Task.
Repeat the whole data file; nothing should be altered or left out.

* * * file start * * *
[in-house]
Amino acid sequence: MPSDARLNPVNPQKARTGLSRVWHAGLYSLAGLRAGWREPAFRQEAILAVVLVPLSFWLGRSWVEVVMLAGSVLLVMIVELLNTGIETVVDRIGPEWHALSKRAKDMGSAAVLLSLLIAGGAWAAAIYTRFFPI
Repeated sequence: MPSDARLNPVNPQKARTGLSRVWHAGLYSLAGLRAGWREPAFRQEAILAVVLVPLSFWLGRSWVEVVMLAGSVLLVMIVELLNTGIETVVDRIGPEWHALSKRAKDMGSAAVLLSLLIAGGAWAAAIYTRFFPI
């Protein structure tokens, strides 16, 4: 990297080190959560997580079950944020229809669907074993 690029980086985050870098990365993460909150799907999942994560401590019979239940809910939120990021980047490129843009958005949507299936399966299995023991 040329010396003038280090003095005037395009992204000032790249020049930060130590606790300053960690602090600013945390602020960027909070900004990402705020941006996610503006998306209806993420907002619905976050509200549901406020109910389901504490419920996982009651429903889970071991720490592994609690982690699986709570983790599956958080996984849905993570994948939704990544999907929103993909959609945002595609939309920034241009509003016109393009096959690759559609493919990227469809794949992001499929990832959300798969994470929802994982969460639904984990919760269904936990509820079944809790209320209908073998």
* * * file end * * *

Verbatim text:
[in-house]
Amino acid sequence: MPSDARLNPVNPQKARTGLSRVWHAGLYSLAGLRAGWREPAFRQEAILAVVLVPLSFWLGRSWVEVVMLAGSVLLVMIVELLNTGIETVVDRIGPEWHALSKRAKDMGSAAVLLSLLIAGGAWAAAIYTRFFPI
Repeated sequence: MPSDARLNPVNPQKARTGLSRVWHAGLYSLAGLRAGWREPAFRQEAILAVVLVPLSFWLGRSWVEVVMLAGSVLLVMIVELLNTGIETVVDRIGPEWHALSKRAKDMGSAAVLLSLLIAGGAWAAAIYTRFFPI
């Protein structure tokens, strides 16, 4: 990297080190959560997580079950944020229809669907074993 690029980086985050870098990365993460909150799907999942994560401590019979239940809910939120990021980047490129843009958005949507299936399966299995023991 040329010396003038280090003095005037395009992204000032790249020049930060130590606790300053960690602090600013945390602020960027909070900004990402705020941006996610503006998306209806993420907002619905976050509200549901406020109910389901504490419920996982009651429903889970071991720490592994609690982690699986709570983790599956958080996984849905993570994948939704990544999907929103993909959609945002595609939309920034241009509003016109393009096959690759559609493919990227469809794949992001499929990832959300798969994470929802994982969460639904984990919760269904936990509820079944809790209320209908073998």